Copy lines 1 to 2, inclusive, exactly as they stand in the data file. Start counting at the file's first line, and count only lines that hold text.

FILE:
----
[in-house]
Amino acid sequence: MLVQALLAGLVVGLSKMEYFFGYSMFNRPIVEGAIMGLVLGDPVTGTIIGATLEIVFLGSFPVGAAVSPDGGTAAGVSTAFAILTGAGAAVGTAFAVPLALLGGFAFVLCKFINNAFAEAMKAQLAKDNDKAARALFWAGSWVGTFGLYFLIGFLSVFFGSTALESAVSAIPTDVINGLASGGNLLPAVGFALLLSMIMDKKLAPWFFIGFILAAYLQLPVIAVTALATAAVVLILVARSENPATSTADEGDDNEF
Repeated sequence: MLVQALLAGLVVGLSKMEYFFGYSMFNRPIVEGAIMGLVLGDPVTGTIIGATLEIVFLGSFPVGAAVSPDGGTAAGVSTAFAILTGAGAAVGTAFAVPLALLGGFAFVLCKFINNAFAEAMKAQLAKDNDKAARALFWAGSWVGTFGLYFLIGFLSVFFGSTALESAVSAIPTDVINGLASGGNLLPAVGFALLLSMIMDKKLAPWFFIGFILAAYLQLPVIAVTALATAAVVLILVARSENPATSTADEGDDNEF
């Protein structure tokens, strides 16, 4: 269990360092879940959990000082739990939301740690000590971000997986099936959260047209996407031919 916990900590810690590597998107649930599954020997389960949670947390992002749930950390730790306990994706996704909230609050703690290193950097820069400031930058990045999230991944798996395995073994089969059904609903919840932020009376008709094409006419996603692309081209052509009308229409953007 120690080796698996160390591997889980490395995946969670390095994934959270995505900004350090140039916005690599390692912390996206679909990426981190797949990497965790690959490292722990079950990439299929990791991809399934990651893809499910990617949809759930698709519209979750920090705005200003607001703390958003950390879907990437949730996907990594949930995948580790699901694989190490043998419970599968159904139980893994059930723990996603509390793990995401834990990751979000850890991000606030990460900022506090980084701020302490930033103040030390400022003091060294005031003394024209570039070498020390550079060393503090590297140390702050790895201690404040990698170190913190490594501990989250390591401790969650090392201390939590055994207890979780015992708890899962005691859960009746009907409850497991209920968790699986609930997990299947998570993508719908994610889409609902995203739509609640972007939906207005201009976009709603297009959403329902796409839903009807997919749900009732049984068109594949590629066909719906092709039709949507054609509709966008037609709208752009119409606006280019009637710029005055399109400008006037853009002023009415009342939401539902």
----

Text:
[in-house]
Amino acid sequence: MLVQALLAGLVVGLSKMEYFFGYSMFNRPIVEGAIMGLVLGDPVTGTIIGATLEIVFLGSFPVGAAVSPDGGTAAGVSTAFAILTGAGAAVGTAFAVPLALLGGFAFVLCKFINNAFAEAMKAQLAKDNDKAARALFWAGSWVGTFGLYFLIGFLSVFFGSTALESAVSAIPTDVINGLASGGNLLPAVGFALLLSMIMDKKLAPWFFIGFILAAYLQLPVIAVTALATAAVVLILVARSENPATSTADEGDDNEF